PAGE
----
Lodgey and Life on the Road. Stories from South America.

14 August 2010

Poo to Puno

Frankly – the less said about the floating islands, the better. Horribly touristy and, although the scenery is pretty good on one of the islands, we can’t wait to get out of there.

Our tour guide, Bruno, is the most irritating, uninformed idiot and several times we bite our tongues to stop ourselves from a smart response. When he leaves us stranded on the island, our boat taking off without us, it is confirmed. He really is a knob.

But despite the tour being painful (eg when Bruno stops us to say “everybodeeeeeeee... this is a treeeeeeeeeee”), we still manage to enjoy ourselves. The four of us stay with an unwelcoming family who serve us lunch comprising of a broad bean, a tiny potato in its jacket and three sweet potato-ish yam-like things. My mouth is so dry from eating the starchiest meal in the world that I can’t swallow and I spend the day fearing I’ve accidentally swallowed a fur ball. We all agree that we need plenty of wine to make sure the meal has gone down.

After lunch we brave the high altitude to hike up to a good spot for sunset, away from the tourists. It turns out that we have picked the one spot where all the tourists go for sunset and we’ve not been sat there for ten minutes when we are swarmed by a crowd. Bruno discovers that we’ve escaped from the tour and exclaims loudly “haaaaaaaaaaaaaaaaaaaaaaa... you made it up here by yourselves! Very goooooooood. And you have wine! Ohhhhhhhhhhhh....”.

After a brilliant sunset , we make our way back to our host’s house, scrambling through paddocks in the dark, much to the concern of the locals.

Our hosts (relieved to see we made our way back in the dark) invite us in for dinner. Their house is a basic mud brick hut with a thatched roof and a dirt floor. They have no electricity and no running water. The matriarch of the family, who is probably only aged 30, is hunched over a fire cooking our dinner. After the primitive lunch, I’m sceptical about the possibility of a sumptuous dinner and have secretly stashed a snickers bar under my pillow. My hunch is right. She delivers up a watery soup made with quinoa, their local grain, and vegetables. The main course is rice and the most horrid vegetable curry. Thankfully the room is so dark that I can’t actually see what I’m eating and we still have some red wine left to wash down the gruel.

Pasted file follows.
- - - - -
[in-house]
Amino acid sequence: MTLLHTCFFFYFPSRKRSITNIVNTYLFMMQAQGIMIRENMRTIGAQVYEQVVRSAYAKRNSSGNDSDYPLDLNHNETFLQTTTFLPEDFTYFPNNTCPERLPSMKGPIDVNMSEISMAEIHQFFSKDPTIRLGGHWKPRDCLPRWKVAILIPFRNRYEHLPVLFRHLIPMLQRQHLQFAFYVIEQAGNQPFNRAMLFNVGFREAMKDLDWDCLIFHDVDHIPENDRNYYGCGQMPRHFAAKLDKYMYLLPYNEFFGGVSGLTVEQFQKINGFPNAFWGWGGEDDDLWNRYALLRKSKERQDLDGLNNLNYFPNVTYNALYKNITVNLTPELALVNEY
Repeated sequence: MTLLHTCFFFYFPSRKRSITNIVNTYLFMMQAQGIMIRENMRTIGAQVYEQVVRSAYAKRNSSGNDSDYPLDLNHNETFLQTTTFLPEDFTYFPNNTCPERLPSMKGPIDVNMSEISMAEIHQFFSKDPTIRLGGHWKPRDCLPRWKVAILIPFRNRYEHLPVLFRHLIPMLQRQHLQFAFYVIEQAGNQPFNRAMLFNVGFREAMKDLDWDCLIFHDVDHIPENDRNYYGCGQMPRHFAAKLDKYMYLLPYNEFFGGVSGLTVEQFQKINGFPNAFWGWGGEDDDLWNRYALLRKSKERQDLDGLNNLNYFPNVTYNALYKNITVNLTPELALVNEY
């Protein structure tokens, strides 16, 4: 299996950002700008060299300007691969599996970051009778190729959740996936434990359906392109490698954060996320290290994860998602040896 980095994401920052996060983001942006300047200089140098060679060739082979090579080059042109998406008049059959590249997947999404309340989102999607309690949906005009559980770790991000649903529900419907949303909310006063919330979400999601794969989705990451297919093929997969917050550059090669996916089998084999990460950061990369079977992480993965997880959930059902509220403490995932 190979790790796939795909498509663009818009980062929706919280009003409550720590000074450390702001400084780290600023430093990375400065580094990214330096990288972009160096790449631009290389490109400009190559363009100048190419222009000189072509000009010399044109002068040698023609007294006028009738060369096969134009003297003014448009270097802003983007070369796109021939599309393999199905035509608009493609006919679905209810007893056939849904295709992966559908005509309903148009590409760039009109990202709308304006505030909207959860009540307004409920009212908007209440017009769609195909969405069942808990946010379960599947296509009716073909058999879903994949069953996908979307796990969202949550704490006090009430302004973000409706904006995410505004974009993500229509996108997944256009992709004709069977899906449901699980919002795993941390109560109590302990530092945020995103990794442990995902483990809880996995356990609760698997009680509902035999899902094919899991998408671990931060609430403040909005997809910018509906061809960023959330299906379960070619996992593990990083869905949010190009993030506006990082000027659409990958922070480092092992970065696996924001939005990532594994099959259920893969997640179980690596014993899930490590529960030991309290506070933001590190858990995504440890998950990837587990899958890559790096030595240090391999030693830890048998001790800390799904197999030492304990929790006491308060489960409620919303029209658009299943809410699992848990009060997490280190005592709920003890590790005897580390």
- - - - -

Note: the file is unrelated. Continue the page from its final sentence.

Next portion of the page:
Earlier that day when we’d arrived at our host’s house, we had made a point of introducing ourselves and thanking our gracious hosts for their hospitality. (I suspect my Spanish came out more like.. “Meg, Hunter, Fred and Kirsten we are. Pleased meet you to. Thank you hospitality for your Senor.”) We presented them with kilos of flour, sugar, rice and pasta to thank them. Our Senora snatched the bags off us, unpadlocked a storeroom and literally threw them in there before marching inside.

So when the gruel emerges for dinner, we are surprised.

During dinner, Senor tells us that they have three sons all away at boarding school. Allowing gringos to stay pays for their sons’ education. So despite the death stares from Senora as she is cooking dinner, I can understand why they do it and why they must hate it. But I feel like I'm walking on eggshells in their presence.

Our host begrudgingly dresses us up in Peruvian garb and takes us to the local disco - part of the tour. Instead we decide to put Geezer and Hunter in the women’s clothes, and Meg and I in the men’s. On the way to the disco, Geezer steps into a giant pool of pig’s slop and emerges up to his knees in mud. Having knocked back a few wines by this stage, we are quite literally rolling around the grass laughing. Even Senora can’t hide her amusement.

We walk into the disco to a few stares and dance the night away to pan pipes and drums. Leaving, I think, an impression.

The next morning we are woken by Senora early for breakfast. We quickly throw our bags together and wait anxiously for breakfast... desperately hopeful that it might be something palatable. When the driest pancake in Peru is put on each of our plates, I wonder how on earth I’m going to sink it – especially since I have the dry horrors from too many wines the night before.

So I ask quietly... “Erm... Senora? Is there any chance you might... erm... have any jam?” The look I get from her is so horrifying that I momentarily consider climbing under the table to hide. Instead I stuff as much of the pancake in my mouth, smile at her and think of England. Not being much of breakfast people anyway, the boys exit stage left with their tea.

Our hosts happily walk us to their pier to catch our boat and we spend a few hours travelling to island number two listening to Bruno bang on about nothing.

Our second island is much nicer and less touristy and we bid our moody tour group and Bruno farewell, choosing to stay an extra night. At last, we are on our own so we walk the perimeter of the island while the sun is setting. Our hosts this time are lovely.

The next morning we hike down to a beach on the island and make a mad dash into the icy waters of Lake Titicaca in our underpants. We thaw out and go to catch our boat, which we discover has left without us because Bruno hasn’t booked us in. Eventually another boat from the same moody company agrees to take us back and we spend five hours on the slowest boat in the world heading back to Poo-no.

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